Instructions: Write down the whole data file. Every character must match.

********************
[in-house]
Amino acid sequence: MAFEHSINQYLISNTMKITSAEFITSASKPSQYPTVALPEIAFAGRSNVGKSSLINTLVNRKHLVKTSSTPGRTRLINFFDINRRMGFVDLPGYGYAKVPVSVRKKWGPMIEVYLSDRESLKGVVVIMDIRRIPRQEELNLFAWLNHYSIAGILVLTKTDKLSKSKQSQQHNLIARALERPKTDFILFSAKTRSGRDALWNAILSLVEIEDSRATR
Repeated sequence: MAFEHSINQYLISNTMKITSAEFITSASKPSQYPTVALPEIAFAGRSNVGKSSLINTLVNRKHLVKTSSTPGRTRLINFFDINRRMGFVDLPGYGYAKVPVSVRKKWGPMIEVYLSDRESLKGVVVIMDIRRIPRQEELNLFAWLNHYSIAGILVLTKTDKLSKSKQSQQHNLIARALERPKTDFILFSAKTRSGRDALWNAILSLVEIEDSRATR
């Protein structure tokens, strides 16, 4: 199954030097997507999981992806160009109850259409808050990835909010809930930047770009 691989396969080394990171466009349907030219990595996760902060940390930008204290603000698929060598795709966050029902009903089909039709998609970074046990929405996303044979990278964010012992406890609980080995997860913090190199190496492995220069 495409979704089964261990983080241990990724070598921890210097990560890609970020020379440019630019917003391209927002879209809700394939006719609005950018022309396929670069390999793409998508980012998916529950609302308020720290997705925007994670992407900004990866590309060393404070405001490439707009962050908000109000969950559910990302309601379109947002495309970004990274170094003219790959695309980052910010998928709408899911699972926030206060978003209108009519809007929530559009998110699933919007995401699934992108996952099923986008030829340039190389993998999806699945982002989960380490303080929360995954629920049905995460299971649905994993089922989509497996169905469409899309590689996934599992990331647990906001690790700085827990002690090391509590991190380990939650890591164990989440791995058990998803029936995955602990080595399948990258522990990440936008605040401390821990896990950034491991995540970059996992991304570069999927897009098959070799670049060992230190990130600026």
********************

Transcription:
[in-house]
Amino acid sequence: MAFEHSINQYLISNTMKITSAEFITSASKPSQYPTVALPEIAFAGRSNVGKSSLINTLVNRKHLVKTSSTPGRTRLINFFDINRRMGFVDLPGYGYAKVPVSVRKKWGPMIEVYLSDRESLKGVVVIMDIRRIPRQEELNLFAWLNHYSIAGILVLTKTDKLSKSKQSQQHNLIARALERPKTDFILFSAKTRSGRDALWNAILSLVEIEDSRATR
Repeated sequence: MAFEHSINQYLISNTMKITSAEFITSASKPSQYPTVALPEIAFAGRSNVGKSSLINTLVNRKHLVKTSSTPGRTRLINFFDINRRMGFVDLPGYGYAKVPVSVRKKWGPMIEVYLSDRESLKGVVVIMDIRRIPRQEELNLFAWLNHYSIAGILVLTKTDKLSKSKQSQQHNLIARALERPKTDFILFSAKTRSGRDALWNAILSLVEIEDSRATR
């Protein structure tokens, strides 16, 4: 199954030097997507999981992806160009109850259409808050990835909010809930930047770009 691989396969080394990171466009349907030219990595996760902060940390930008204290603000698929060598795709966050029902009903089909039709998609970074046990929405996303044979990278964010012992406890609980080995997860913090190199190496492995220069 495409979704089964261990983080241990990724070598921890210097990560890609970020020379440019630019917003391209927002879209809700394939006719609005950018022309396929670069390999793409998508980012998916529950609302308020720290997705925007994670992407900004990866590309060393404070405001490439707009962050908000109000969950559910990302309601379109947002495309970004990274170094003219790959695309980052910010998928709408899911699972926030206060978003209108009519809007929530559009998110699933919007995401699934992108996952099923986008030829340039190389993998999806699945982002989960380490303080929360995954629920049905995460299971649905994993089922989509497996169905469409899309590689996934599992990331647990906001690790700085827990002690090391509590991190380990939650890591164990989440791995058990998803029936995955602990080595399948990258522990990440936008605040401390821990896990950034491991995540970059996992991304570069999927897009098959070799670049060992230190990130600026």